In the Province of Brescia, an Intelligent School Transforms Architecture Into Infrastructure

Ciro Marco Musella
·2 minuto per la lettura
Photo credit: Atelier XYZ
Photo credit: Atelier XYZ

From ELLE Decor

It’s no surprise that working on a smaller scale is often more challenging, reserving greater difficulties than larger projects, but when the architecture in question is also meant to bring order between buildings created at various historic moments and serves adolescents, the task becomes even more arduous. Giulia de Appolonia, however, has once again found a contemporary response to the issues posed here at the Enrico Fermi secondary school in the province of Brescia, whether compositional, functional, or energetic.

Photo credit: Atelier XYZ
Photo credit: Atelier XYZ

Entrusted with shaping the secondary school in Palazzolo sull’Oglio, in the province of Brescia, the request made to the architect and her studio Officina di Architecture was threefold: the restoration of various parts of the school complex, the design of a new auditorium, and a serious seismic and energetic intervention on the existing gym. Among these, the most salient point of the project is, without a doubt, the addition of a new volume within a crowded block of architectures from various periods. In fact, the separate bodies of the school form a U when seen from above — the layout created in the ‘50s and ‘70s, when the initial structure annexed those nearby.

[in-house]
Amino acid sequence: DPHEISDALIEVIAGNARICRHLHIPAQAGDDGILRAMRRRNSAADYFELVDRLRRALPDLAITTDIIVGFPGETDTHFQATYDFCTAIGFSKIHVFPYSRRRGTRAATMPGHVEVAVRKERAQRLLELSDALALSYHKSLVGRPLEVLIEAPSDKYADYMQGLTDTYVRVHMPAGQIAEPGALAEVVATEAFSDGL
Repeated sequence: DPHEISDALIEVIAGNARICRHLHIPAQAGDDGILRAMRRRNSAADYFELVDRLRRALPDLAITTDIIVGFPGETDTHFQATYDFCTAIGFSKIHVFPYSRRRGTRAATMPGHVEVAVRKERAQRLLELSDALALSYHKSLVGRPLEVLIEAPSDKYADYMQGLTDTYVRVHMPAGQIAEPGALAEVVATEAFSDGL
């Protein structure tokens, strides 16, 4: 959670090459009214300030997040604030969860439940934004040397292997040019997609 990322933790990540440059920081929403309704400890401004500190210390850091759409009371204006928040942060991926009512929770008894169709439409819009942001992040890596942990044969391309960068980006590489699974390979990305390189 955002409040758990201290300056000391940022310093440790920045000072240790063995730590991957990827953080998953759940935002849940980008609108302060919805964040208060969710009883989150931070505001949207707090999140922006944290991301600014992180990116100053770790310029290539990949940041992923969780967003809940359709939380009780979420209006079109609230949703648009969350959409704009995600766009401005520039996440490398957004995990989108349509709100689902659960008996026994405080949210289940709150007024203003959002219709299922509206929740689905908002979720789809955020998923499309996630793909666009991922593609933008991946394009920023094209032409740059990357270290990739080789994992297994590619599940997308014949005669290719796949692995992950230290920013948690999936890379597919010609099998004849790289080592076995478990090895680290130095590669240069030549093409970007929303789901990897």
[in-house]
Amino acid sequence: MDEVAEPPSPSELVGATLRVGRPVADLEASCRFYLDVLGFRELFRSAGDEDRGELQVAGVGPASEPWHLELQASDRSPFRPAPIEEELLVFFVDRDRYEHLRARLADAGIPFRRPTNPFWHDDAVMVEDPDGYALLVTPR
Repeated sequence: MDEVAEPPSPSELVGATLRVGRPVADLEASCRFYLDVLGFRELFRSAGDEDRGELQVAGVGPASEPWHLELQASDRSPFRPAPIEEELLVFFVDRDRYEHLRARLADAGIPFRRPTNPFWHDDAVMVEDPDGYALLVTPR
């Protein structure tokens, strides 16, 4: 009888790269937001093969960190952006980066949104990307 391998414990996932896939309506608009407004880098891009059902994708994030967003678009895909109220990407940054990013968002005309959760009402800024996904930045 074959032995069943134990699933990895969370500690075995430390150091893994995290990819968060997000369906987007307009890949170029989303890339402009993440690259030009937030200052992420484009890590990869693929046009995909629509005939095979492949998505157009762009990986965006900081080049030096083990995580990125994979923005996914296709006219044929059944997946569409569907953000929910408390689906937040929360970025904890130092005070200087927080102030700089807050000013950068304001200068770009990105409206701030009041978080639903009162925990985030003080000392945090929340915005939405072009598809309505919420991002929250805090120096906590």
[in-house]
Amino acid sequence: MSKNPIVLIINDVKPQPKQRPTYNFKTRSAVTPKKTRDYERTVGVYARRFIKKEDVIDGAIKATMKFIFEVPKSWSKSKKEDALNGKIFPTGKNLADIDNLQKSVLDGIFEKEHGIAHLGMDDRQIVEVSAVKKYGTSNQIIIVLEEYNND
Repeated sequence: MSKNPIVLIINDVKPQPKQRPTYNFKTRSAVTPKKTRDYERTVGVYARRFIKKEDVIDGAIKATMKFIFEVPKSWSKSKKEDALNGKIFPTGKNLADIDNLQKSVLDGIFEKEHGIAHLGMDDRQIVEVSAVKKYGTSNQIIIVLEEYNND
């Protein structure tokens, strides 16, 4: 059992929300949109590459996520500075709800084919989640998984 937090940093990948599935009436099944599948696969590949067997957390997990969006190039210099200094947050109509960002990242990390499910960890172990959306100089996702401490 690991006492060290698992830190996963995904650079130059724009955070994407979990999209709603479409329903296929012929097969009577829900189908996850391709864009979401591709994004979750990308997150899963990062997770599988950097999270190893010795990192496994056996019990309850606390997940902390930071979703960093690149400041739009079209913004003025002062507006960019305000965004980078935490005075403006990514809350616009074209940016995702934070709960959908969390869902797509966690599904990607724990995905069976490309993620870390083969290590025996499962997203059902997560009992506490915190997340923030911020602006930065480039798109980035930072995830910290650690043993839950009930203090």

Photo credit: Atelier XYZ
Photo credit: Atelier XYZ

The act of the architect from Pordenone becomes that of inserting a body with a distinguishable identity, concluding the U-shaped figure and completing the uneven sequence of architectures. With work finally completed on the project, we see an elongated body that extends perpendicular to the street, almost like a tunnel, looking more to the world of infrastructure than schools we’re accustomed to. It’s a similarity that can be explained by de Appolonia's career, starting early on with her technical and constructive studies at the Politecnico di Milano’s architecture department. Beginning in the late ‘90s, the newly graduated creative made her way to Lisbon, a city of great architectural maestros, collaborating with João Luís Carrilho da Graça. As one of the most audacious architects combining architecture with infrastructural themes, da Graça unveils the clear link in his most famous project, the expansion of Palácio de Belém.

Photo credit: Atelier XYZ
Photo credit: Atelier XYZ

Like her maestro, Giulia de Appolonia applies the same idea here and the school in Palazzolo sull’Oglio seems to assume a greater dynamism thanks to its cladding — a second skin of polycarbonate that connects not only the new body, but also the other volumes as a translucent blanket leaving us to guess what lays behind it, and proposing a new interpretation. Inside, just like outside, colors are reduced to four shades associated to just as many materials. Next to the translucent polycarbonate, the architecture studio based in Brescia uses red for the metallic base, black for the doors and stairs, gray in the cement (which still shows the marks of formworks) and in contrast, the white of plaster.

Photo credit: Atelier XYZ
Photo credit: Atelier XYZ

www.deappolonia-arch.com